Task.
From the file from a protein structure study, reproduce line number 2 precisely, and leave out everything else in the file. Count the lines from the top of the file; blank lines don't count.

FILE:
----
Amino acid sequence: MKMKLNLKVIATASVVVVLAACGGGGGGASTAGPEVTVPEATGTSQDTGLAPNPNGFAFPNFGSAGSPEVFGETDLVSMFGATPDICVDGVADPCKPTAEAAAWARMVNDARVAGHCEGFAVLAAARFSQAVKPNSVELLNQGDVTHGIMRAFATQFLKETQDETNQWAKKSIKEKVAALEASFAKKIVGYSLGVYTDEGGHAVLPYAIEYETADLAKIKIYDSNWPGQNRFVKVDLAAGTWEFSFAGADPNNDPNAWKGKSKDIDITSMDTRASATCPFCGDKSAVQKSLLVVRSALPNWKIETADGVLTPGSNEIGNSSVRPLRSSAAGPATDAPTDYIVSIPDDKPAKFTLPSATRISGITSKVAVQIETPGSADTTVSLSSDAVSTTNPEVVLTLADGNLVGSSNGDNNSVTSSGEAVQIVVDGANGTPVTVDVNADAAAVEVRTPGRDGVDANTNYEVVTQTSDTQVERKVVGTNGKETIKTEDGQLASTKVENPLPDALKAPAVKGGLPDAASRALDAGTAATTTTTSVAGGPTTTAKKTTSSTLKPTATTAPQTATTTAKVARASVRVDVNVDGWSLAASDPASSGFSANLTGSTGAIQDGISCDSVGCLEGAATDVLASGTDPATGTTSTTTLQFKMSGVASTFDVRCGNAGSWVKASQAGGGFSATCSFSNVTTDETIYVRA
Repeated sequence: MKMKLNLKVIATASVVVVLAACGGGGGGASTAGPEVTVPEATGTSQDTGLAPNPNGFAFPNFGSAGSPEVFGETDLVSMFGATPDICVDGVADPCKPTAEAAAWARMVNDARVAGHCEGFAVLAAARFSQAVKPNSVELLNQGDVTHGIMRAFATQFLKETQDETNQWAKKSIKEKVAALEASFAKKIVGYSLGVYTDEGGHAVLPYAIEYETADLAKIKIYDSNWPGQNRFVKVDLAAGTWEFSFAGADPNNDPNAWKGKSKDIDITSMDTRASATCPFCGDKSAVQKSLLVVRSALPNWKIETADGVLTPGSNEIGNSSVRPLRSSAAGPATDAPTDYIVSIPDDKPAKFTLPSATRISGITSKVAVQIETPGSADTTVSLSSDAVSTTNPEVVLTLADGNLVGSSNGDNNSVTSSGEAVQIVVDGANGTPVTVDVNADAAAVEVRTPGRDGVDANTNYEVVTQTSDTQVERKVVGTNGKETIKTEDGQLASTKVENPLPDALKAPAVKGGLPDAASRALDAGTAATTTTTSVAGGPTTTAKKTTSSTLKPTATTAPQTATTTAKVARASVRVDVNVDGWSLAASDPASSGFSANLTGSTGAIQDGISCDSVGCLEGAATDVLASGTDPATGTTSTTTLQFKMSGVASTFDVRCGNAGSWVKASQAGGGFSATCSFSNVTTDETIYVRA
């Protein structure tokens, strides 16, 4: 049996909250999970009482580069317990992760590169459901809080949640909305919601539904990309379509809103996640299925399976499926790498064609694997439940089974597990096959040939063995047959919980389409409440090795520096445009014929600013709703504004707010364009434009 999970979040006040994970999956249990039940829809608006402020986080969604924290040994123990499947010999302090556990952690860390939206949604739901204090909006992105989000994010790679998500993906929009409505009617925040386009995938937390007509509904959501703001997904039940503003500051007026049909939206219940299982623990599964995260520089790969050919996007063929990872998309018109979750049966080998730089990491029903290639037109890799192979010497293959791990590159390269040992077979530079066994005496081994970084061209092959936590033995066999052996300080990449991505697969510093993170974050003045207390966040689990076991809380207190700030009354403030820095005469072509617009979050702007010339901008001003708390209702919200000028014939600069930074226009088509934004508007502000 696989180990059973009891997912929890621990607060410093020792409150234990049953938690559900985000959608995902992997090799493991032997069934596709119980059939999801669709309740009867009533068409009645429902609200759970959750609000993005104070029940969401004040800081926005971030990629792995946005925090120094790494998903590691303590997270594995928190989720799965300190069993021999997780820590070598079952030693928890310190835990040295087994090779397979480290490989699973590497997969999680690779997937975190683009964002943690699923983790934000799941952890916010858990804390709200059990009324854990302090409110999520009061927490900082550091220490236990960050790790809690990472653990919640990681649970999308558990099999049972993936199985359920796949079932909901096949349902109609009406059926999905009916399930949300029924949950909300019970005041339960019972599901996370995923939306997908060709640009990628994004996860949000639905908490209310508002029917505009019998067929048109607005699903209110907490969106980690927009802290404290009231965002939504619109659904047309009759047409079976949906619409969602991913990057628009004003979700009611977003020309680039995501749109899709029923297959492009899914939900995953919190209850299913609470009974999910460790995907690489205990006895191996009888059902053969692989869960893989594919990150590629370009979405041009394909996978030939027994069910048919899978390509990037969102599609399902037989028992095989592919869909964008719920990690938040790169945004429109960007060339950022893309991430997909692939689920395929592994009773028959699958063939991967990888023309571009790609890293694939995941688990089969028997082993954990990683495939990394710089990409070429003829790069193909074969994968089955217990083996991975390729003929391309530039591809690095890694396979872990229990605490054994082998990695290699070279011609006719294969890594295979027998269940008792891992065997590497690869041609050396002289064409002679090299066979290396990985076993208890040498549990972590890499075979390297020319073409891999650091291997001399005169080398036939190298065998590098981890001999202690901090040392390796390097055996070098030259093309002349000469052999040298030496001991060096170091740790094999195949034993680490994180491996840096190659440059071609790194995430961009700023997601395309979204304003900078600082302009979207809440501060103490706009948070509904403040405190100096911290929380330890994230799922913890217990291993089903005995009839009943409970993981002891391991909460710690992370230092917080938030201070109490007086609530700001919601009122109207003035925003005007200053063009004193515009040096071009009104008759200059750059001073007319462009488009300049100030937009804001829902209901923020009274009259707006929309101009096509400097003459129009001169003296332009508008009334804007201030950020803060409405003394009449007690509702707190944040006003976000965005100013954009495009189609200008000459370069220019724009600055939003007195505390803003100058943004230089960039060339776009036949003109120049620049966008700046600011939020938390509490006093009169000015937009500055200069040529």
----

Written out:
Repeated sequence: MKMKLNLKVIATASVVVVLAACGGGGGGASTAGPEVTVPEATGTSQDTGLAPNPNGFAFPNFGSAGSPEVFGETDLVSMFGATPDICVDGVADPCKPTAEAAAWARMVNDARVAGHCEGFAVLAAARFSQAVKPNSVELLNQGDVTHGIMRAFATQFLKETQDETNQWAKKSIKEKVAALEASFAKKIVGYSLGVYTDEGGHAVLPYAIEYETADLAKIKIYDSNWPGQNRFVKVDLAAGTWEFSFAGADPNNDPNAWKGKSKDIDITSMDTRASATCPFCGDKSAVQKSLLVVRSALPNWKIETADGVLTPGSNEIGNSSVRPLRSSAAGPATDAPTDYIVSIPDDKPAKFTLPSATRISGITSKVAVQIETPGSADTTVSLSSDAVSTTNPEVVLTLADGNLVGSSNGDNNSVTSSGEAVQIVVDGANGTPVTVDVNADAAAVEVRTPGRDGVDANTNYEVVTQTSDTQVERKVVGTNGKETIKTEDGQLASTKVENPLPDALKAPAVKGGLPDAASRALDAGTAATTTTTSVAGGPTTTAKKTTSSTLKPTATTAPQTATTTAKVARASVRVDVNVDGWSLAASDPASSGFSANLTGSTGAIQDGISCDSVGCLEGAATDVLASGTDPATGTTSTTTLQFKMSGVASTFDVRCGNAGSWVKASQAGGGFSATCSFSNVTTDETIYVRA